land and a time when people be-
lieved in witches and the rightness
of killing them.
The plot deals with a young
girl who is forced to live an as-
cetic life both because of the
time in which she lives and her
niarriage to a pastor.
Moral conflicts arise within her
as she becomes more and more re-
bellious against her environment.
According to Life magazine,
"Day of Wrath" is a "profoundly
moving emotional experience."
IFC Sets Cheek
Change Deadline
After tomorrow, the IFC Book
Exchcange will not make adjust-
ments for book payment checks
incorrectly made out for lost
books, according to Dic Morri-
son, exchange manager.
Located in room 3C of the Un-
ion, the Exchange will be open
from 3 to 5 p.m. today and tomor-
row. Checks from fall Book Ex-
change sales can not be honored
after April 30, Morrison added.

the evolution of the traditional
show from the earliest "home-
made" productions through its
more finished successors.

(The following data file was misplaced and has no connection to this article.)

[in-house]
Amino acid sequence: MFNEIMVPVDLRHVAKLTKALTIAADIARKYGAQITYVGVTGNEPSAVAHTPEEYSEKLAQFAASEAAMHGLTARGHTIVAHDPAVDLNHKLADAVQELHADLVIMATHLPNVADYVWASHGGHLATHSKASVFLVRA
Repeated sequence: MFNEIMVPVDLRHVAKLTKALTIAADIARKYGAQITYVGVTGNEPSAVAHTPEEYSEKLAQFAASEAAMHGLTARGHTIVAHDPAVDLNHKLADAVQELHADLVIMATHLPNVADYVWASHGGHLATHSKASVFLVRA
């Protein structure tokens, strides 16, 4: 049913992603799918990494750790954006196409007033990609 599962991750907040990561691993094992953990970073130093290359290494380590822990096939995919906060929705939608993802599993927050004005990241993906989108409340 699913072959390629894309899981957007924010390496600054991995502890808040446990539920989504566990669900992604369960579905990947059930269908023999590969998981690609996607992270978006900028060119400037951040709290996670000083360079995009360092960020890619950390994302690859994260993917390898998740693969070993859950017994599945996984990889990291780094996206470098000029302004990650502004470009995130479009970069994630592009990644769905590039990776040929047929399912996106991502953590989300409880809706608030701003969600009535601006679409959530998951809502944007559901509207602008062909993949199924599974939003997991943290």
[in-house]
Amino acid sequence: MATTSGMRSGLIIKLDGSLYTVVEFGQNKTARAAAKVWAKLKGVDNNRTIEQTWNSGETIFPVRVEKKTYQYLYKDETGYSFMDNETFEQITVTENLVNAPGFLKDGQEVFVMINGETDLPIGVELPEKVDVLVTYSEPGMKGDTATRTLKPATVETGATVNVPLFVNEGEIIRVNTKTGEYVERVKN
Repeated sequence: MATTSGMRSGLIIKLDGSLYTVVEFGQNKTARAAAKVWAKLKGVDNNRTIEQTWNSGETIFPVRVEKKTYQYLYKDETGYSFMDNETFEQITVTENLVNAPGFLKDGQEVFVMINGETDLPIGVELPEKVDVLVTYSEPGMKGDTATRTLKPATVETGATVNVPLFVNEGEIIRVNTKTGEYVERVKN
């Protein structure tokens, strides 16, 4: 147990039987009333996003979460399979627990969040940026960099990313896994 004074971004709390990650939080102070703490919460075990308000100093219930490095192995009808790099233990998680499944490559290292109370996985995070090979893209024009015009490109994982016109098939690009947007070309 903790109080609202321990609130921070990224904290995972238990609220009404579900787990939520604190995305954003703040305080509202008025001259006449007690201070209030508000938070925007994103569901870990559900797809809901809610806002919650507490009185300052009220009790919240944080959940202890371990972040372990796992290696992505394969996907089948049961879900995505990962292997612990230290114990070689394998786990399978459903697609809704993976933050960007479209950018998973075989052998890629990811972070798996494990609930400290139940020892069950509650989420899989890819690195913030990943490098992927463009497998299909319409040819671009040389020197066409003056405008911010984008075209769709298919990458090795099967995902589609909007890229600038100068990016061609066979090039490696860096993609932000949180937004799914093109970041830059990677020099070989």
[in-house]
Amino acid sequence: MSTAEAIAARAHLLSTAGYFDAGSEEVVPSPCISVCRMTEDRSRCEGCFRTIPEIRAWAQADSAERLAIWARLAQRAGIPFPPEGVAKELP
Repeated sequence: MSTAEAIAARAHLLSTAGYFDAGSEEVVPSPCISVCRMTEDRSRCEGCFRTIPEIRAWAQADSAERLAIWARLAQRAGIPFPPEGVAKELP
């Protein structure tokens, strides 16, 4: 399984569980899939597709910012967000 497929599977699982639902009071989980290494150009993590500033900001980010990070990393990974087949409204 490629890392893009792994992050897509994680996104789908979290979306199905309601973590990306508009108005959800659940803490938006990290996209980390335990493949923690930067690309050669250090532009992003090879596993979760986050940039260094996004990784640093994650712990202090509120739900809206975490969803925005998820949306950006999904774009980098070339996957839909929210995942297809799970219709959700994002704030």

* * *
"MICHIGENDA," presented in
1908, was a slapstick comedy, local
in scene, which capitalized on the
antics of the "girls" and the por-
trayal of campus characters.
A broadening of geographic
scope and an attempt to get
away from overworked campus
humor characterized the pro-
ductions of the following years
as they became more and more
professional.
In 1918, "Fools Paradise" made
an extended tour to Toledo, Grand
Rapids, Battle Creek and Chicago.
"Let's Go," presented the follow-
ing year, broke with tradition as
coeds appeared in principal and
chorus parts.
* * *
AMONG THE songs written for
the early productions are several
old favorites: "When Night Falls,"
"Bum Army," and the "Friars
Song."